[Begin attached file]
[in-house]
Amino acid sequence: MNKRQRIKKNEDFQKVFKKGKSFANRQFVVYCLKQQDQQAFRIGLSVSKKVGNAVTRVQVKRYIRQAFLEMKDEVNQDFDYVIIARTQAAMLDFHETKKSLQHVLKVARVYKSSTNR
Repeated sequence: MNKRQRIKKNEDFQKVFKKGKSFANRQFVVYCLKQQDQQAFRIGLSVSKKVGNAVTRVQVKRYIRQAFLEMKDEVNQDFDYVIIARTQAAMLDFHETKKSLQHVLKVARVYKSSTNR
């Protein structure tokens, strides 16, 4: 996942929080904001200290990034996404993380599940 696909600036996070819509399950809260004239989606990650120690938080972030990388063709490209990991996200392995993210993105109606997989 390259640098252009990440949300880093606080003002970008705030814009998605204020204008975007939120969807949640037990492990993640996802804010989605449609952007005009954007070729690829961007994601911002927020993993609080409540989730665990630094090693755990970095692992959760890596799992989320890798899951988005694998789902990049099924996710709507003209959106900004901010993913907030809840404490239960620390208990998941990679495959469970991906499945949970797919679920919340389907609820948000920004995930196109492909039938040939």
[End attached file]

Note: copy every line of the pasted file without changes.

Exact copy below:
[in-house]
Amino acid sequence: MNKRQRIKKNEDFQKVFKKGKSFANRQFVVYCLKQQDQQAFRIGLSVSKKVGNAVTRVQVKRYIRQAFLEMKDEVNQDFDYVIIARTQAAMLDFHETKKSLQHVLKVARVYKSSTNR
Repeated sequence: MNKRQRIKKNEDFQKVFKKGKSFANRQFVVYCLKQQDQQAFRIGLSVSKKVGNAVTRVQVKRYIRQAFLEMKDEVNQDFDYVIIARTQAAMLDFHETKKSLQHVLKVARVYKSSTNR
């Protein structure tokens, strides 16, 4: 996942929080904001200290990034996404993380599940 696909600036996070819509399950809260004239989606990650120690938080972030990388063709490209990991996200392995993210993105109606997989 390259640098252009990440949300880093606080003002970008705030814009998605204020204008975007939120969807949640037990492990993640996802804010989605449609952007005009954007070729690829961007994601911002927020993993609080409540989730665990630094090693755990970095692992959760890596799992989320890798899951988005694998789902990049099924996710709507003209959106900004901010993913907030809840404490239960620390208990998941990679495959469970991906499945949970797919679920919340389907609820948000920004995930196109492909039938040939």